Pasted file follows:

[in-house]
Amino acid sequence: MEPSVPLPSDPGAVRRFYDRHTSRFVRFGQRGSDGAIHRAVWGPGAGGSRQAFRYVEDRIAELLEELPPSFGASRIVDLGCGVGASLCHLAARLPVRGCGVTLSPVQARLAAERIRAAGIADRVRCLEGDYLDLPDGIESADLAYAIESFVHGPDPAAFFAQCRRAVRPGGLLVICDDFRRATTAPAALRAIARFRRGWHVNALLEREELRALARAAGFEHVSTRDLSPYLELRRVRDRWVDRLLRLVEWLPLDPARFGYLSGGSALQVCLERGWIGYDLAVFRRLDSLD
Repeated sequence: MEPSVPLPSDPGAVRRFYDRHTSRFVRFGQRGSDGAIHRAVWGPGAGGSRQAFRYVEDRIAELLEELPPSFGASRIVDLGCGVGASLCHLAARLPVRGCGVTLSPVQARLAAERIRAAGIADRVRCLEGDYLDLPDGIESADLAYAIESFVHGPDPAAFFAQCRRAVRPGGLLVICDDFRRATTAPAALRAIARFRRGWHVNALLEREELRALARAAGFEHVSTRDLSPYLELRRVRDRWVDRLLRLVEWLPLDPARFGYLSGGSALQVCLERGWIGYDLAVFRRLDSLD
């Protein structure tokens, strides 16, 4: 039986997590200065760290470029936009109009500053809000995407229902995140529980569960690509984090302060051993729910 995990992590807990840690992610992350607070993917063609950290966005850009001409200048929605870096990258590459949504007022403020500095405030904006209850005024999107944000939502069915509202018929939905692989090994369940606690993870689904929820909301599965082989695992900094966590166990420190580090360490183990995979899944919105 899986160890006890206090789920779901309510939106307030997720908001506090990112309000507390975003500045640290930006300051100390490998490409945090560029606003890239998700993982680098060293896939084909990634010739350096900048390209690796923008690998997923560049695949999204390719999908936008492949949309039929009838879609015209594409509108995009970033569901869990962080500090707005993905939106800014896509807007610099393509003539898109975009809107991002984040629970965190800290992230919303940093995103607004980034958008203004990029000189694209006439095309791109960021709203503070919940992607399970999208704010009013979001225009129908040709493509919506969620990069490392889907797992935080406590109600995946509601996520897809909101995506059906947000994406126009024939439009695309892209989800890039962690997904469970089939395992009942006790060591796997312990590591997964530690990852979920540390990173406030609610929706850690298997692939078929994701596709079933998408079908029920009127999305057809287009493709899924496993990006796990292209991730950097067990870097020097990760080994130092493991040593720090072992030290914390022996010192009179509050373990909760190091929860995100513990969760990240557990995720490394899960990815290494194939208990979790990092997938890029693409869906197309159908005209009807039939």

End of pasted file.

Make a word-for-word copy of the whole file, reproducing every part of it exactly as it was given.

[in-house]
Amino acid sequence: MEPSVPLPSDPGAVRRFYDRHTSRFVRFGQRGSDGAIHRAVWGPGAGGSRQAFRYVEDRIAELLEELPPSFGASRIVDLGCGVGASLCHLAARLPVRGCGVTLSPVQARLAAERIRAAGIADRVRCLEGDYLDLPDGIESADLAYAIESFVHGPDPAAFFAQCRRAVRPGGLLVICDDFRRATTAPAALRAIARFRRGWHVNALLEREELRALARAAGFEHVSTRDLSPYLELRRVRDRWVDRLLRLVEWLPLDPARFGYLSGGSALQVCLERGWIGYDLAVFRRLDSLD
Repeated sequence: MEPSVPLPSDPGAVRRFYDRHTSRFVRFGQRGSDGAIHRAVWGPGAGGSRQAFRYVEDRIAELLEELPPSFGASRIVDLGCGVGASLCHLAARLPVRGCGVTLSPVQARLAAERIRAAGIADRVRCLEGDYLDLPDGIESADLAYAIESFVHGPDPAAFFAQCRRAVRPGGLLVICDDFRRATTAPAALRAIARFRRGWHVNALLEREELRALARAAGFEHVSTRDLSPYLELRRVRDRWVDRLLRLVEWLPLDPARFGYLSGGSALQVCLERGWIGYDLAVFRRLDSLD
């Protein structure tokens, strides 16, 4: 039986997590200065760290470029936009109009500053809000995407229902995140529980569960690509984090302060051993729910 995990992590807990840690992610992350607070993917063609950290966005850009001409200048929605870096990258590459949504007022403020500095405030904006209850005024999107944000939502069915509202018929939905692989090994369940606690993870689904929820909301599965082989695992900094966590166990420190580090360490183990995979899944919105 899986160890006890206090789920779901309510939106307030997720908001506090990112309000507390975003500045640290930006300051100390490998490409945090560029606003890239998700993982680098060293896939084909990634010739350096900048390209690796923008690998997923560049695949999204390719999908936008492949949309039929009838879609015209594409509108995009970033569901869990962080500090707005993905939106800014896509807007610099393509003539898109975009809107991002984040629970965190800290992230919303940093995103607004980034958008203004990029000189694209006439095309791109960021709203503070919940992607399970999208704010009013979001225009129908040709493509919506969620990069490392889907797992935080406590109600995946509601996520897809909101995506059906947000994406126009024939439009695309892209989800890039962690997904469970089939395992009942006790060591796997312990590591997964530690990852979920540390990173406030609610929706850690298997692939078929994701596709079933998408079908029920009127999305057809287009493709899924496993990006796990292209991730950097067990870097020097990760080994130092493991040593720090072992030290914390022996010192009179509050373990909760190091929860995100513990969760990240557990995720490394899960990815290494194939208990979790990092997938890029693409869906197309159908005209009807039939």